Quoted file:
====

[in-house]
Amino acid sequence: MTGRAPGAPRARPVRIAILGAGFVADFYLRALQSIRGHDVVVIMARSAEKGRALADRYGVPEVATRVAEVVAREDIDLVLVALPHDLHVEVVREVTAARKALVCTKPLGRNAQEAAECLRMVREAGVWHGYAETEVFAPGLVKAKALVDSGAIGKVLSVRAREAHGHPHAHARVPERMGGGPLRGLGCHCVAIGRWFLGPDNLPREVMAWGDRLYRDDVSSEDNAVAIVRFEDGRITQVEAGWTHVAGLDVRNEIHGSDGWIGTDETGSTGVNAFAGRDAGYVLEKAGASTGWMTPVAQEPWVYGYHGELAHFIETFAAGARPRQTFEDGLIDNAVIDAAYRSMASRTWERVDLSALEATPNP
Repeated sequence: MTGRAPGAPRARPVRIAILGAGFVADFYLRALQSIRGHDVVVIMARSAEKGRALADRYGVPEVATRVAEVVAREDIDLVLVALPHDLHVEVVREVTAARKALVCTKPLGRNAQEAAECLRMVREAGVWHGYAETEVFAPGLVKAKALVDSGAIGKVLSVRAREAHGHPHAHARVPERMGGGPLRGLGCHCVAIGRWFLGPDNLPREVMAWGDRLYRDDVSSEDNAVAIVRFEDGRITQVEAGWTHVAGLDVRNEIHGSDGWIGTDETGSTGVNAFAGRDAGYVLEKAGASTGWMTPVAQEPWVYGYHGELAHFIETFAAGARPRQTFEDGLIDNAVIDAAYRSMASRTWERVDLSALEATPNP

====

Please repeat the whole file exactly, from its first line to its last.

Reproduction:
[in-house]
Amino acid sequence: MTGRAPGAPRARPVRIAILGAGFVADFYLRALQSIRGHDVVVIMARSAEKGRALADRYGVPEVATRVAEVVAREDIDLVLVALPHDLHVEVVREVTAARKALVCTKPLGRNAQEAAECLRMVREAGVWHGYAETEVFAPGLVKAKALVDSGAIGKVLSVRAREAHGHPHAHARVPERMGGGPLRGLGCHCVAIGRWFLGPDNLPREVMAWGDRLYRDDVSSEDNAVAIVRFEDGRITQVEAGWTHVAGLDVRNEIHGSDGWIGTDETGSTGVNAFAGRDAGYVLEKAGASTGWMTPVAQEPWVYGYHGELAHFIETFAAGARPRQTFEDGLIDNAVIDAAYRSMASRTWERVDLSALEATPNP
Repeated sequence: MTGRAPGAPRARPVRIAILGAGFVADFYLRALQSIRGHDVVVIMARSAEKGRALADRYGVPEVATRVAEVVAREDIDLVLVALPHDLHVEVVREVTAARKALVCTKPLGRNAQEAAECLRMVREAGVWHGYAETEVFAPGLVKAKALVDSGAIGKVLSVRAREAHGHPHAHARVPERMGGGPLRGLGCHCVAIGRWFLGPDNLPREVMAWGDRLYRDDVSSEDNAVAIVRFEDGRITQVEAGWTHVAGLDVRNEIHGSDGWIGTDETGSTGVNAFAGRDAGYVLEKAGASTGWMTPVAQEPWVYGYHGELAHFIETFAAGARPRQTFEDGLIDNAVIDAAYRSMASRTWERVDLSALEATPNP